Of course, some even think that $0 or not, a deal is a deal. In the past, airlines have indeed honored $0 fares, which have become increasingly rare as airlines make their computer systems more fool proof.

This just in: Kathy received an offer from Travelocity to replace the canceled fare for $245 plus tax, but she had already bought two tickets at $345. Was Travelocity feeling bad about this? At least they tried.

Paris in August Still on Sale, but Seats Harder to Find

Although seats are becoming scarce on many dates, you can still fly on US Air to Paris in the $600s round-trip including tax from many US airports in late August and through September. On other summer dates, fares remain stubbornly high at over twice that much. We continue to list many of these fares as we find seats.

Europe Spring Travel on Sale

Speaking of (relatively) cheap seats to Europe, many airlines have sort of reasonable fares for outbound travel through April 2 with a 30 day maximum stay, meaning you can be in Europe through early May. Springtime, of course, is the ideal time to visit Europe, but since most people take their vacations in July and August that's when the airlines jack up prices. We found some really great deals especially to Dublin, such as Los Angeles or San Francisco to Dublin at $393 round trip including taxes, and Aer Lingus is having a spring and summer sale, which ends February 20, to Europe with relatively decent fares. The Irish carrier's business class fares to Ireland have also been greatly reduced for spring and summer travel, on sale through February 28.

We're finding that unadvertised international fares are changing almost daily recently, going up $100 one day, and down the same amount the next. So check frequently. We invite you to poke around our international destination search box, which will show you all the fares we've found to a particular international destination. Often, we find, a fare to London from, say, Chicago will be $600, but from St. Louis it might be $1,200. So by adding a cheap St. Louis to Chicago fare on top of the ex-Chicago international fare, you can play travel agent and save a ton of money.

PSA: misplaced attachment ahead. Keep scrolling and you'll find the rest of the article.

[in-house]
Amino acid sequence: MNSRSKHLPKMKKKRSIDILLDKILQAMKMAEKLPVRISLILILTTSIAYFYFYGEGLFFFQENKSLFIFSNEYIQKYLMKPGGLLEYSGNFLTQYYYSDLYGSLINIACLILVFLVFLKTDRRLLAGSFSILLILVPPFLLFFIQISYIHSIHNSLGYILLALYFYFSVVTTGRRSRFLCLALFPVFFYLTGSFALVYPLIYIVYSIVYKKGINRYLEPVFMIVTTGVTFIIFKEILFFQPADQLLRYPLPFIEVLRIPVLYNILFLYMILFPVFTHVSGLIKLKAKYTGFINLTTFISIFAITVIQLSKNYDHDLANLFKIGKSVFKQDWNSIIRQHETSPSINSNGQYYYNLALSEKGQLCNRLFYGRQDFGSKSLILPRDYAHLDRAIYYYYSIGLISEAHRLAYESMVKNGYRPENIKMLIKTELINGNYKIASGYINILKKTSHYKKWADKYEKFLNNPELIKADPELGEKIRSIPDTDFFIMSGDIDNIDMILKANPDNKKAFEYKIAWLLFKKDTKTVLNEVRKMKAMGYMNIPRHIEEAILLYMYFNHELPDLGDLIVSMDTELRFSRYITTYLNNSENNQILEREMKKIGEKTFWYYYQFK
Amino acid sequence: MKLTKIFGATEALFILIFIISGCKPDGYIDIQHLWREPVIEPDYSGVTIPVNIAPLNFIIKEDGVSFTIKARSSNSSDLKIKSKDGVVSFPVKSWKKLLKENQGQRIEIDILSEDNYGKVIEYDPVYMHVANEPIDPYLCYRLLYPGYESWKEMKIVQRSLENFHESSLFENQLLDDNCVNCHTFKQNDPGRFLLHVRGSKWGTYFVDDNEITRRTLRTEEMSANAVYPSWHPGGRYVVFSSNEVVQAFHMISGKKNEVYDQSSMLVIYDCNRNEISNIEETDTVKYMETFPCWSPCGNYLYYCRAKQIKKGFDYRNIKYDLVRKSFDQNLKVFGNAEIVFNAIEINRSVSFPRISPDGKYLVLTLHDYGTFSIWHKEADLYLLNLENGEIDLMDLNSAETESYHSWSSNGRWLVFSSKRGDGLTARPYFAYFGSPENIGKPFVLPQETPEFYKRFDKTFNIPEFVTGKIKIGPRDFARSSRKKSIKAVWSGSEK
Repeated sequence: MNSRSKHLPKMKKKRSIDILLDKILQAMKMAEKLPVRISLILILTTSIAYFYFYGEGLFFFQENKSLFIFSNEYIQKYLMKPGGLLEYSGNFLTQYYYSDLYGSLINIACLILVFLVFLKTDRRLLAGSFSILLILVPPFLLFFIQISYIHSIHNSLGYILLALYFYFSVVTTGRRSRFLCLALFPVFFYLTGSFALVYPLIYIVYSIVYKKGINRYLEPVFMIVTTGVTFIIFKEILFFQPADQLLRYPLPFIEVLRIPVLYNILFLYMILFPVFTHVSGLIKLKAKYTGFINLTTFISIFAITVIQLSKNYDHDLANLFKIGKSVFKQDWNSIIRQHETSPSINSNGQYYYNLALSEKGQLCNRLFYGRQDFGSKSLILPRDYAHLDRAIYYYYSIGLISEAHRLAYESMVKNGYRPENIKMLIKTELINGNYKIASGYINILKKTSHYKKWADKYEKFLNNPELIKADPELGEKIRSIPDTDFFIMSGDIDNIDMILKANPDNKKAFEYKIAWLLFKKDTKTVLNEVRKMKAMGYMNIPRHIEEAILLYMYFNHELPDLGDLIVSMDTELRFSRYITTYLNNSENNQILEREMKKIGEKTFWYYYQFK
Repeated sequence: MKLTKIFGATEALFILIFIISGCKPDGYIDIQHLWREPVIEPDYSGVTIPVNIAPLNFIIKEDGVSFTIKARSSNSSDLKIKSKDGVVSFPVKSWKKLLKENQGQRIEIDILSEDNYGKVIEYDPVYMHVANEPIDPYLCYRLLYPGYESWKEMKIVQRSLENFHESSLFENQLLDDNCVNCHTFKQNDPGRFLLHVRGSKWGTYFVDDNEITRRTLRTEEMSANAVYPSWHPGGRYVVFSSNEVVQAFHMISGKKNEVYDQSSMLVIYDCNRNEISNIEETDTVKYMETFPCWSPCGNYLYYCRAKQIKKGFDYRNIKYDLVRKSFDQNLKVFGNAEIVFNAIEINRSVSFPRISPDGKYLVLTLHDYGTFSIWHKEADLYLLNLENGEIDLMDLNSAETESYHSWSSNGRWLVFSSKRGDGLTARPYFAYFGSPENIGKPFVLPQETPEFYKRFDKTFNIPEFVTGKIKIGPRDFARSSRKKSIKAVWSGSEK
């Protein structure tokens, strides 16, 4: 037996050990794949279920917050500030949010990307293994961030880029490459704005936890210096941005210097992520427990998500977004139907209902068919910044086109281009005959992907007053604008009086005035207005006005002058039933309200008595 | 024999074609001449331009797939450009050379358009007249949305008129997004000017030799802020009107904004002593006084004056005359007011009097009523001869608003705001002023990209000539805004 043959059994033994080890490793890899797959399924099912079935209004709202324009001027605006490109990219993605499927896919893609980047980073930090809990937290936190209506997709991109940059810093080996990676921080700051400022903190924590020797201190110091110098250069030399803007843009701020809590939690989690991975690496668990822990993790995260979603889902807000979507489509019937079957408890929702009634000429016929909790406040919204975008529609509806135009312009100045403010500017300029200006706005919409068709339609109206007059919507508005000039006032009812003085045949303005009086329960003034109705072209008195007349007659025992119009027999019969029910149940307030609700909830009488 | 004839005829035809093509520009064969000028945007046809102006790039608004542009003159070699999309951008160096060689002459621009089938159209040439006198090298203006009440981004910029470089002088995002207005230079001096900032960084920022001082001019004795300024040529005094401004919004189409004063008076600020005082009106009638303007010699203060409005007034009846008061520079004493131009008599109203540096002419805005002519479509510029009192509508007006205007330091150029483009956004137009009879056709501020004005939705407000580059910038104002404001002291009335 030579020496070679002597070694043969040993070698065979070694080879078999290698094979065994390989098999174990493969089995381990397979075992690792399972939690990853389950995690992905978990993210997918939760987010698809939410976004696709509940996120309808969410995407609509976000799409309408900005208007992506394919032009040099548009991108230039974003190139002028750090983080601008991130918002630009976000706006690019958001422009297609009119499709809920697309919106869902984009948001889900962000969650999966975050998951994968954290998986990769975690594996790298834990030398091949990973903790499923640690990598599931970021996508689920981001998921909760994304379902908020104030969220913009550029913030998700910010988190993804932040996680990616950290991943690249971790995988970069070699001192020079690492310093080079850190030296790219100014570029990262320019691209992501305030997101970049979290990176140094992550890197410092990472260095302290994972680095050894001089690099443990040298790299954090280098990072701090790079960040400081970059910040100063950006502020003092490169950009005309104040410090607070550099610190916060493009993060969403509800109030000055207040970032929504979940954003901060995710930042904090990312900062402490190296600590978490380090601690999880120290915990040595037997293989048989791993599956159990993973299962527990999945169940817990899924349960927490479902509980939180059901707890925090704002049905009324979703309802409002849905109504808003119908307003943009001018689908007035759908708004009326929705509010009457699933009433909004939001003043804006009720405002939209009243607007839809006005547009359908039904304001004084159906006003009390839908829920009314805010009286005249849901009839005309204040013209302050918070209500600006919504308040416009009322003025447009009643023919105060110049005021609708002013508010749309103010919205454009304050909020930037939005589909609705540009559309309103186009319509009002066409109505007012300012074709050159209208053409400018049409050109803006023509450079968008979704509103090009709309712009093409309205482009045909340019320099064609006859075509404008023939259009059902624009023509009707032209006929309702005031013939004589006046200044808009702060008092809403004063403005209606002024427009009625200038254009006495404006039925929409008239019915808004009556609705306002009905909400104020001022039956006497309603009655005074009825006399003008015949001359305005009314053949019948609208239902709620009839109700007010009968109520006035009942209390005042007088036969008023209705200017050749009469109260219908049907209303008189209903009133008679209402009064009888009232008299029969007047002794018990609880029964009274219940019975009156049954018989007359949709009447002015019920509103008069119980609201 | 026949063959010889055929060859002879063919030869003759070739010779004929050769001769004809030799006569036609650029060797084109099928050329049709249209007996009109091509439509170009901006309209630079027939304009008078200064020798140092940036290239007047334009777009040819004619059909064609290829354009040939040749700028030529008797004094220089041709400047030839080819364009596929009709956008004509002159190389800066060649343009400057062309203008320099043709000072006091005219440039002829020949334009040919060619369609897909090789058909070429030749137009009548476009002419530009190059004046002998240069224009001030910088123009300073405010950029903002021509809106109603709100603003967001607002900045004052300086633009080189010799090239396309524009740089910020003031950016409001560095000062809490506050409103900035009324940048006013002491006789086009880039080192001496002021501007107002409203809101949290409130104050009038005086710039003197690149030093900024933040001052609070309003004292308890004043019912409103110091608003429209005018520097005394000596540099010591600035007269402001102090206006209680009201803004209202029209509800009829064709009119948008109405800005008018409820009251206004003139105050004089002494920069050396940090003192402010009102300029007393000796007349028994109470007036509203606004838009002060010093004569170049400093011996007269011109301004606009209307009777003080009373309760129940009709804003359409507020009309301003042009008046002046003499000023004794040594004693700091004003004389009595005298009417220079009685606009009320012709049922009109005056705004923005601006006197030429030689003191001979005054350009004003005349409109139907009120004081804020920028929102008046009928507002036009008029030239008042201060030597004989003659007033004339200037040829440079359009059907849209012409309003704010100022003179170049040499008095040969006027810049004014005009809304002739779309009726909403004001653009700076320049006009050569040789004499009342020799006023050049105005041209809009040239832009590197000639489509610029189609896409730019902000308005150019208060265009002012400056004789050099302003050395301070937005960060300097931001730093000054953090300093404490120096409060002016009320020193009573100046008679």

Australia Still on Sale for (Down Under) Summer Travel

We're not sure if anyone really wants to visit Australia right now, what with the fires and all, but it's certainly seldom been a better time to buy fares. United is still offering no advance purchase, peak-season fares to Sydney. From LA, for example, you'll pay just $808 round-trip, including tax. We usually see this price point for off peak travel with advance purchase restrictions, and new low fares from and to the Queen City.

Be Flexible and Save

If you can adjust your travel dates a bit, or a lot, you'll often fly for less. We've noticed that many airlines Web sites (such as,,, and now by default send you to flexible date search results, which we applaud. But they usually only offer results over a one week to one month period. We've put together a handy chart showing some of the airline and "third party" (i.e., Travelocity, Kayak, and such) sites that also offer flexible date searching and how to use them.

George Hobica is a syndicated travel journalist and blogger whose website,, tracks unadvertised airfare wars and fare sales, including the most helpful and always updated Top 50 Airfares.